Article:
• The elements of the employer's MIPP and how the written MIPP and relevant records will be made available to housekeepers;
  • The process for reporting safety and health concerns without fear of reprisal;
  • Body mechanics and safety practices including:
    • Identification of hazards at the workplace;
    • How those hazards are controlled during each housekeeping task;
    • The appropriate use of cleaning tools and equipment; and
    • The importance of following safe work practices and using appropriate tools and equipment to prevent injuries;
  • The importance of, and process for, early reporting of symptoms and injuries to the employer;
  • Practice using the types and models of equipment and tools that the housekeeper will be expected to use;
  • An opportunity for interactive questions and answers with a person knowledgeable about hotel housekeeping equipment and procedures; and
  • Training of supervisors on how to identify hazards, the employer's hazard correction procedures, how defective equipment can be identified and replaced, how to obtain additional equipment, how to evaluate the safety of housekeepers' work practices, and how to effectively communicate with housekeepers regarding any problems needing correction.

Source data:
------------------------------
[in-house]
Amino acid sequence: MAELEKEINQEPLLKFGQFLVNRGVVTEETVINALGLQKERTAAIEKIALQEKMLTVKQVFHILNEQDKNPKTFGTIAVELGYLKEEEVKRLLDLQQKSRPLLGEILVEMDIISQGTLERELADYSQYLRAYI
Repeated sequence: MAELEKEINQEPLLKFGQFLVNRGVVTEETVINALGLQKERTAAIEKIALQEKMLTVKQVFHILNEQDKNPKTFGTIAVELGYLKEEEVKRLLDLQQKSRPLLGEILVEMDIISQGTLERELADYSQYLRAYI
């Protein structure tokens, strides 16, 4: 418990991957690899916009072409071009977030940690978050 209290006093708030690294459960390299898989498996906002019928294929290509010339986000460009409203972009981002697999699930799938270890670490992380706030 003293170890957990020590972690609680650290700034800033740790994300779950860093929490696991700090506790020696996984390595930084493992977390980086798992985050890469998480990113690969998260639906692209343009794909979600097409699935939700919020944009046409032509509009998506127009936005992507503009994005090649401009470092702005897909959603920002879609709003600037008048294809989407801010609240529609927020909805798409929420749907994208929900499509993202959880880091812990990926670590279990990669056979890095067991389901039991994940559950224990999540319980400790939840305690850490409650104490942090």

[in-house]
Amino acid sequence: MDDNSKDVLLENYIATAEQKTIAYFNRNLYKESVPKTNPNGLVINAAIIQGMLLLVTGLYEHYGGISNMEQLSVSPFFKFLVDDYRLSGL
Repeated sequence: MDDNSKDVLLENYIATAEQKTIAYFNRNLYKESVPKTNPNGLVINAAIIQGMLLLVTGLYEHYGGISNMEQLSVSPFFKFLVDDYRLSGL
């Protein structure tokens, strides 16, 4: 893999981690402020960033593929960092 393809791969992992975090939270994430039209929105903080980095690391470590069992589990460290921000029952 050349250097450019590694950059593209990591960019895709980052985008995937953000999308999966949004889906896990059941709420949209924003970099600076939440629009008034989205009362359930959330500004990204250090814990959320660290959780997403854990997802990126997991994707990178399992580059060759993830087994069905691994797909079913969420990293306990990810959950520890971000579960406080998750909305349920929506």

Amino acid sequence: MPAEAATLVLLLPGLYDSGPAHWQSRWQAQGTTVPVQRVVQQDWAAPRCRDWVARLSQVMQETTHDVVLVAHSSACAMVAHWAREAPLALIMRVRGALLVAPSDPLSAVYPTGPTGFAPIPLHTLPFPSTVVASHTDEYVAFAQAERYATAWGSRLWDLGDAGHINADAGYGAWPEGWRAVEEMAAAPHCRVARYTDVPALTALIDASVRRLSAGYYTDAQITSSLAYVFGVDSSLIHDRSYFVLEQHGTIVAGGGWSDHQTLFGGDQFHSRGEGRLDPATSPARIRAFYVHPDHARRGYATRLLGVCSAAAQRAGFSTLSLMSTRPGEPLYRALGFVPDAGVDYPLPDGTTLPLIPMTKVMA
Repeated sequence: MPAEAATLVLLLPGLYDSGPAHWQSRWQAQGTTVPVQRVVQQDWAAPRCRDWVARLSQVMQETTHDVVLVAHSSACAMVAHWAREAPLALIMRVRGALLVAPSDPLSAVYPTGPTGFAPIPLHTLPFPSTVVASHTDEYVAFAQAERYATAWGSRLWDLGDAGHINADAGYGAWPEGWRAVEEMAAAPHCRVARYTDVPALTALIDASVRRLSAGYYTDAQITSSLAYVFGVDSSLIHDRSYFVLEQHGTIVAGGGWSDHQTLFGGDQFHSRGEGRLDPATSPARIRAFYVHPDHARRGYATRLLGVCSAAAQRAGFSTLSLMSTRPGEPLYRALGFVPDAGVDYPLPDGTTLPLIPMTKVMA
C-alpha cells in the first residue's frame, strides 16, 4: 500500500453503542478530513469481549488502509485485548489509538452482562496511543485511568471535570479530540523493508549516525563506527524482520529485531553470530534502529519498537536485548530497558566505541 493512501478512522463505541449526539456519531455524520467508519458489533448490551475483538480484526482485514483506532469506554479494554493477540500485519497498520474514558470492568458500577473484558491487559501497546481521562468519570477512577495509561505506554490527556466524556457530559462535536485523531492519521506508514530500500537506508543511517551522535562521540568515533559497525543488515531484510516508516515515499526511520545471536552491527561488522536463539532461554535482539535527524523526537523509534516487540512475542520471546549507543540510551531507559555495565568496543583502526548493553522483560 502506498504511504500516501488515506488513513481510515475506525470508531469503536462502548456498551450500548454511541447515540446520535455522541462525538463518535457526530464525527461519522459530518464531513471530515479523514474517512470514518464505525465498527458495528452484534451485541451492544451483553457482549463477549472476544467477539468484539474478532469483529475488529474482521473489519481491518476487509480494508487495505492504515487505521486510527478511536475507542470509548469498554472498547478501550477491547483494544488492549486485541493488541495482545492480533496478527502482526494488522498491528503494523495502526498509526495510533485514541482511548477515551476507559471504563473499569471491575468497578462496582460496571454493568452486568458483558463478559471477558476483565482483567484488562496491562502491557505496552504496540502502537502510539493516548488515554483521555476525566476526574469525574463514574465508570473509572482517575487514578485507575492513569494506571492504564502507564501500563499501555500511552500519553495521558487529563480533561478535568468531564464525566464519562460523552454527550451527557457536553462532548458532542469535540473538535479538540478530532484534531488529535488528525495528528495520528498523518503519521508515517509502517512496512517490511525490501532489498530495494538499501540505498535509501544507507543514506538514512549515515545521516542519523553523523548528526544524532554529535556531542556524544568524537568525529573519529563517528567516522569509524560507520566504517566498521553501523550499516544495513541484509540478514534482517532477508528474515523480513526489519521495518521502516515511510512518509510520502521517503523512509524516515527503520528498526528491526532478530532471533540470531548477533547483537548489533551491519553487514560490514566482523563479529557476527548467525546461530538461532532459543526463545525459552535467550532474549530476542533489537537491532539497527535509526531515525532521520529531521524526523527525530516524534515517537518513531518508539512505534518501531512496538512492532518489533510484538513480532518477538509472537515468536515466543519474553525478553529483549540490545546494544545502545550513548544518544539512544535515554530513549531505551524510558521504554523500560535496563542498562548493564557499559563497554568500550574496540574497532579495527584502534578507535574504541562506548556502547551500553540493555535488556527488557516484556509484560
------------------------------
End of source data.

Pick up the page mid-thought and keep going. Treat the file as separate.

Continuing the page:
Frequency of Training

The training must be provided:

  • To all housekeepers and supervisors when the MIPP is first established;
  • To all new housekeepers and supervisors;
  • To all housekeepers given new job assignments for which training was not previously provided;
  • At least annually thereafter; and
  • When new equipment or work practices are introduced or whenever the employer becomes aware of a new or previously unrecognized hazard. The additional training may be limited to addressing the new equipment or work practices.

An employer must create and maintain training records in accordance with the state safety standards. +8 CCR 3203. The California Department of Industrial Relations recommends the use of a model notice by employers.

Human Trafficking Awareness

California law requires certain employers to post a notice regarding human trafficking identification, reporting and prevention. See Employee Communications: California. California law has been amended to require certain employers to complete human trafficking awareness training.